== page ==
This a Blog for Type 1 diabetics, Campers, outdoor enthusiasts with diabetes and all sorts of stuff for anyone that likes to be outdoors. I have lots of Product reviews for outdoor diabetics, Suggestions for Diabetics, and fun diabetic items.
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Wednesday, February 8, 2012
This little pig was dinner!
One item we have as a stable on our "Survival Weekend" is the cleaning of a freshly killed wild hog. You can see the farm hand Doll (That is what he goes by) cleaning our little piggy for the boys to learn the basics of meat preparation.
Here is all the guts and innards coming out. The whole thing is really clean and simple. Doll said he will skin anything that he can eat the meat off of. He did say that cleaning fish is for the kids, and I agree. That is why god created catch and release. One thing about wild hog cleaning is to make sure the fur ever touches the meat. There are oils and stuff that will give the meat a gamy taste to it if that happens.
I know alot of you are like "teaching the youth of America how to clean animals is wrong" well just think of how many thousands of dollars you don't have to spend because these hogs are killed. Hogs are a nuisance and a bad one at that. They root and tear up farm and cattle land resulting in higher prices for vegetables and meat in the grocery store. On my ranch when it rains the hogs come up from the creek and root and tear up everything. Killing them saves money.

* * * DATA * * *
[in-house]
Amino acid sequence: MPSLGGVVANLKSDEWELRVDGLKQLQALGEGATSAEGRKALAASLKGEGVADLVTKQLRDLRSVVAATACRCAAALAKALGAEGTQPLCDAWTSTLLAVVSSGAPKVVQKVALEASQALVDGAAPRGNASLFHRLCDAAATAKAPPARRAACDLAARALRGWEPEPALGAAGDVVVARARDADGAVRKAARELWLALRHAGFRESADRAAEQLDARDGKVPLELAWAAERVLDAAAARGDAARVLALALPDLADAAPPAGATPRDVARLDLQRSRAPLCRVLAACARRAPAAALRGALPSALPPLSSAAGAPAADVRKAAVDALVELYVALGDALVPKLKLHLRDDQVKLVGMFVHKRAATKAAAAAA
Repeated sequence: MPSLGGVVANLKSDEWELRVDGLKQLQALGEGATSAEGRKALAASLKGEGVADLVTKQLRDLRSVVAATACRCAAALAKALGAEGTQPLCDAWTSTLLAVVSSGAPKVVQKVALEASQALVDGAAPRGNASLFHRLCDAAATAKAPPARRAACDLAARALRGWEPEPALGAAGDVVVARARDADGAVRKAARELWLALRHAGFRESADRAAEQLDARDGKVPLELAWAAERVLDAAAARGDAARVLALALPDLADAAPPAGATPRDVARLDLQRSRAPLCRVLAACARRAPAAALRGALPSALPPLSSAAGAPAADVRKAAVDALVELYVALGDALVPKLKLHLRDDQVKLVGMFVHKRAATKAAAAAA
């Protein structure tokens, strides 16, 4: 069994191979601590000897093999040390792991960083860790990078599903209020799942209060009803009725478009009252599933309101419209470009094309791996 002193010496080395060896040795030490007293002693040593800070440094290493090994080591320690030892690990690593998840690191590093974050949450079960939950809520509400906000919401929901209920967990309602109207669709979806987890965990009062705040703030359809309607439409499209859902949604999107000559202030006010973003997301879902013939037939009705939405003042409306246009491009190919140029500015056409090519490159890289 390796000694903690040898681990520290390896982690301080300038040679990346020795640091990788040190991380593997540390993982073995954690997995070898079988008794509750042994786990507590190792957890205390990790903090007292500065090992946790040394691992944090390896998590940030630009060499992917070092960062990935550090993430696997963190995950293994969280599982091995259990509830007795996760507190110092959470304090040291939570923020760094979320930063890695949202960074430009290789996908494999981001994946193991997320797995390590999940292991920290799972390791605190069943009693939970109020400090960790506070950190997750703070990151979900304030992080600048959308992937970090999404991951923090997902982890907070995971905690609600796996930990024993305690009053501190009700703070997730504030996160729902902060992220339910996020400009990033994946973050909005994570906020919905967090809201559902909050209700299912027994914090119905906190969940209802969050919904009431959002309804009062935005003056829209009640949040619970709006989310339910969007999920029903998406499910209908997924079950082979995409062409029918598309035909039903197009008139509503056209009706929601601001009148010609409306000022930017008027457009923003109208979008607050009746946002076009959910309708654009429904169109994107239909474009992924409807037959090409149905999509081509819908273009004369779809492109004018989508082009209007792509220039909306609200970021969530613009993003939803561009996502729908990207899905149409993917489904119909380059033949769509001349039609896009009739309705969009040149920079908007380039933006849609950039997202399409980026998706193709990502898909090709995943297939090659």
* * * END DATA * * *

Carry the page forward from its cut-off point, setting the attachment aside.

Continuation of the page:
Doll was like a surgeon with his buck sheath knife. When you know how to clean an animal properly it is really an art more than a butchering. You can see here the legs (hams) and the spine (pork loin and pork chops) still on the rack.
The feet were so cute and I brought one back for my wife. She is a science teacher and has an ever expanding "Death Collection." The one thing she said to me when I brought it to her was that how you never think the pigs had pads on their feet. What says "Love" more than a fresh hogs foot? I also brought her back a cow skull and a giant turtle shell with the bottom still attached.
You can see that this was a smaller hog and she did not have much bacon on her back nor did we pull the loins off. I like how Doll uses his trusty pruning shears to take the feet off of the legs. The meat will sit in this ice chest with ice on it for about four days. Each day the water and blood will be drained and fresh ice put on top. This gets the blood and the game taste out of the pig. Last year one of the gentlemen had the pig turned into tamales and they were great.
I still think of those poor people that went mushroom hunting and got lost and had to stay in a hollow log. Then they almost ate their dog. How bad of a mushroom hunter do you have to be to almost have to eat your dog?